Tuesday, March 5, 2013

Hort 2334 Food Crops, 2-28-2013

Image from here
With the daylight lasting longer and the temperature slightly above bone chilling we were out in the plot first thing this class.  We confirmed the marking lines that were set up the other day and began laying out the perimeter and main dividing paths.  The process for building the paths was to lay cardboard down, filling all weed infiltrating cracks with news paper and to then cover that with mulch.  We ran into a little snag, the line between our teams plot and the next ran though the edge of the existing garlic patch.  This was easily remedied by transplanting row of garlic from that patch to a more central one. I volunteered for the job and found it very enjoyable.  I can't wait to really dig in.  As the sun slipped below the horizon we were cleaning up and heading in.  Our next task for the evening was transplanting in the green house.

A survey of our plants showed that the tomatoes and peppers have sprouted, the leeks are progressing slowly, the beets look great and the lettuce looks like its ready to go out as soon as possible.  We transplanted many flats of basil.  Even at sprout sized this basil had a strong fragrance.  It made me wish from caprese salad and summer! As we packed up to head back to lecture Tina spotted a rather well fed looking rabbit watching us.  It looked very cute, but all I could think about was our lettuce being the first thing out and what that rabbit might want to do to it!

We finished the evening with presentations.  Kayla's presentation was on Hominy.  Hominy was a new discovery for Kayla and you could tell she had a good amount of enthusiasm for it. Hominy is flint or dent corn treated with an alkaline to remove its outer coating and make it more nutritious. I learned that the word for that is "nixtamalization".  Also that this process converts the corn to a complete protein and makes the niacin and calcium more bio-available. The origins of this process go all the way back to the Aztex and Mayans.  Kayla finished up her presentation with an excellent hominy casserole.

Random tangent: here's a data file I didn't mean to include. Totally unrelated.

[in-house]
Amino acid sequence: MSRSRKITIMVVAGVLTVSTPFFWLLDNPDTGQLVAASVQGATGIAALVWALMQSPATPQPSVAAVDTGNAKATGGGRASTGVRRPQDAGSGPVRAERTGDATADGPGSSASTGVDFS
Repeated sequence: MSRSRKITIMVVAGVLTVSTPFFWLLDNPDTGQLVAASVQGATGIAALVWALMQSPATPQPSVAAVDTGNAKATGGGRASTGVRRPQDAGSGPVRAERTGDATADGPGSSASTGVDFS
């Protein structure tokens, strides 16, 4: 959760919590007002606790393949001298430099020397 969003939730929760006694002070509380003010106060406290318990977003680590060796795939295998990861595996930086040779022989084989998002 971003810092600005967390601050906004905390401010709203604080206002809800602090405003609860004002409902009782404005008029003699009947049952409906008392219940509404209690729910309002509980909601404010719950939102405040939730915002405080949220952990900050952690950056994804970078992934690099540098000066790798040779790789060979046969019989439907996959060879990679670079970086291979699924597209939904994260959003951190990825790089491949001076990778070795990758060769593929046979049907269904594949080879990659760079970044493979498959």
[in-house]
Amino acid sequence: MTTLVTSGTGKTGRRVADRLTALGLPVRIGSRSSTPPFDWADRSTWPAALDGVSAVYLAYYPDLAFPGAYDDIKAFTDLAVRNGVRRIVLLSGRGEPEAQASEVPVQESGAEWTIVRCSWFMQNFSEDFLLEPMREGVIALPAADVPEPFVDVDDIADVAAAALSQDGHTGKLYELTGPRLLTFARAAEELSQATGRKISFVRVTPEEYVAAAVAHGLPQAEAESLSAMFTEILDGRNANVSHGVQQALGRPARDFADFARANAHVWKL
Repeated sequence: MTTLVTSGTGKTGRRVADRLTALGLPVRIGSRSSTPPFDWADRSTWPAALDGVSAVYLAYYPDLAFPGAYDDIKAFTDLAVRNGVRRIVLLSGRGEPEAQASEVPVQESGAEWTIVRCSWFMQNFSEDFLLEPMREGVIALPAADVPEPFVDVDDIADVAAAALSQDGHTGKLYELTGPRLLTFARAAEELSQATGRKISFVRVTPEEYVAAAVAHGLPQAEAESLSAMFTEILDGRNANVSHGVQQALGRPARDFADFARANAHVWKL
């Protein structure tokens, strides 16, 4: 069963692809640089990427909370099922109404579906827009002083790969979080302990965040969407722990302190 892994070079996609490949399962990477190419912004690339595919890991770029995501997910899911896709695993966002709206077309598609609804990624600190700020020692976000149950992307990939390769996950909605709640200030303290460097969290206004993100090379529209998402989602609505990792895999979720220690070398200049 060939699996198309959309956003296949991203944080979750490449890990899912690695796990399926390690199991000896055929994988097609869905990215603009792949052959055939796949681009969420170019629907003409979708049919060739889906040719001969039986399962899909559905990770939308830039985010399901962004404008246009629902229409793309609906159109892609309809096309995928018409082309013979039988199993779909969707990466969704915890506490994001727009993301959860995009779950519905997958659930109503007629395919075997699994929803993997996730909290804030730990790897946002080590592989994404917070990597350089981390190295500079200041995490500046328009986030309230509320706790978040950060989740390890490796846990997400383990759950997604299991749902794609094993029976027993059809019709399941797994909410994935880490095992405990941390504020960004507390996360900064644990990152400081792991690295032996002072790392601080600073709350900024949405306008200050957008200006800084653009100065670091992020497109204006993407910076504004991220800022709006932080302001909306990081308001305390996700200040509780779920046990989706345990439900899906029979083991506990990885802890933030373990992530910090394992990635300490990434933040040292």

Following Kayla was Joe with his presentation on peanuts.  It may have been one of the most entertaining presentations so far. Peanuts have had some pretty funny names.  They have their origin in Peru, have been grown in the USA since colonial times and are actually pretty good for you.  There are four main verities grown: Spanish, Runner, Virginia and the Valencia. We also learned that they are a legume, not a nut and that they have a pretty flower.

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